The way we fund transit in this country is fascinating. We tax people for the amount of gasoline they burn driving, and then we take that money and it's cool order propica spend it all on monstrous billion-dollar road projects so people can spend more money on gas so we can spend more money on billion-dollar road projects.
People think that building mass-transit systems is expensive, but that's because they don't separate the cost of gasoline from the wow it's great viagra canada prescription cost of gas taxes. Those taxes, as high as 60 cents a gallon (and as low as 31 cents), add up to a huge burden on consumers. And a burden that only goes to feed our addiction to the automobile.
The University of Iowa, however, wants to separate the funding of highways from the price of gasoline and, instead, charge people per mile they drive.
As part of a $16.5 million study, 450 North Carolina drivers will be the first to test out a new system of order cheap tramadol no prescription needed driver taxation – one that collects road usage fees not through gasoline purchases, but by where and how many miles drivers actually drive. The University of Iowa plans to recruit 2,700 volunteers in six states to test the system out over the next two years.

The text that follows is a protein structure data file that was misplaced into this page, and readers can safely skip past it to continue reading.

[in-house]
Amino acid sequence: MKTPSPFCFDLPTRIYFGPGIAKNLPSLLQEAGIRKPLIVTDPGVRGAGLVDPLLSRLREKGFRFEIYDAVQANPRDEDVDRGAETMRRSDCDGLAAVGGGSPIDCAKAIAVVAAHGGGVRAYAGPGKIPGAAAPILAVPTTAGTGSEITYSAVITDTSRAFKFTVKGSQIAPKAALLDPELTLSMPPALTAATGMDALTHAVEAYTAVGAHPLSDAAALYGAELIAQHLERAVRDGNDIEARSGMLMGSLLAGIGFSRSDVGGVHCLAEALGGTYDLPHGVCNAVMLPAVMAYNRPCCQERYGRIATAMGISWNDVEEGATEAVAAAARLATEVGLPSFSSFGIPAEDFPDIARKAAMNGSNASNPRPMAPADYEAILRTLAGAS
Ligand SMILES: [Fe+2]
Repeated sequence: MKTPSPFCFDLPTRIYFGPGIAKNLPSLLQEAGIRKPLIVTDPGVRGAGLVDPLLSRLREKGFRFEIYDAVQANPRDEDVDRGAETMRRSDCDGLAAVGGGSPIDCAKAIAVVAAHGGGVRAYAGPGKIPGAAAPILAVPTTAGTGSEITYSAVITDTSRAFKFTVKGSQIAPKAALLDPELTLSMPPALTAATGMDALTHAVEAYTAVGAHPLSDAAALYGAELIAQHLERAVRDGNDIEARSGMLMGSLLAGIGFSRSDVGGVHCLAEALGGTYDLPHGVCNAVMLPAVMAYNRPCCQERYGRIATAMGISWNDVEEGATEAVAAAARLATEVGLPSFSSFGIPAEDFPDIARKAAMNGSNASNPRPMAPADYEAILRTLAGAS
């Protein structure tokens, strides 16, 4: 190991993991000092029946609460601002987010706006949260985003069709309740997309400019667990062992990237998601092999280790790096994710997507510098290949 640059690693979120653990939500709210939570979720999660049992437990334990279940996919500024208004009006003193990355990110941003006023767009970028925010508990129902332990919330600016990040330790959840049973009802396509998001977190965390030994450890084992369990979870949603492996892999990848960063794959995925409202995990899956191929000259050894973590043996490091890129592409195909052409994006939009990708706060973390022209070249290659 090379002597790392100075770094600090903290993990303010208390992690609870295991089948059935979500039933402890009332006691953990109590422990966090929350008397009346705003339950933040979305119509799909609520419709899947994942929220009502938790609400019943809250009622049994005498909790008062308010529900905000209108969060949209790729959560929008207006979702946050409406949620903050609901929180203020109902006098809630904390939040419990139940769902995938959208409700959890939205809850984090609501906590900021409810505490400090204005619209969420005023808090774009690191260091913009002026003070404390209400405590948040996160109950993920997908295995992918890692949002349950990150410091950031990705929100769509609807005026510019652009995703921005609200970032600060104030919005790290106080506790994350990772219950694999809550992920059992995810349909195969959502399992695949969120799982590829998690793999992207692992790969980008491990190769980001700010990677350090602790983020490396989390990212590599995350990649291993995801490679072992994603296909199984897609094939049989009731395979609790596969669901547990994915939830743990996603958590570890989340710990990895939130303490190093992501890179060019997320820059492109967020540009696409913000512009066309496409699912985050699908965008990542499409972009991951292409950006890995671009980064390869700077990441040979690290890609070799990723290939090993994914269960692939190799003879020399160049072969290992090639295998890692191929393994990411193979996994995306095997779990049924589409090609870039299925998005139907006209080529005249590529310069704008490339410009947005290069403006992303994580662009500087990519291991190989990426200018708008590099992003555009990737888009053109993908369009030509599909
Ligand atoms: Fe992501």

Volunteers will have their cars fitted with the experimental GPS computer system, which will track distance driven through each state or jurisdiction, and the vehicle will be charged with the appropriate per-mile fee. Drivers will receive a monthly bill for their road usage as calculated by the onboard computer.
This road usage fee system allows states and jurisdictions to assign distinct per-mile fees to different vehicle classes, if they choose.
Theoretically, they could also charge people extra for speeding or driving in high-traffic areas. And, in the buy viagra low price future, drivers could be notified that certain areas were high tax areas, and even suggest possible alternatives, like park and ride mass-transit. It could be a tax solution that actually slows, instead of accelerates, our addiction to oil, and that could be very good news.
written by George Vaccaro, January 09, 2008
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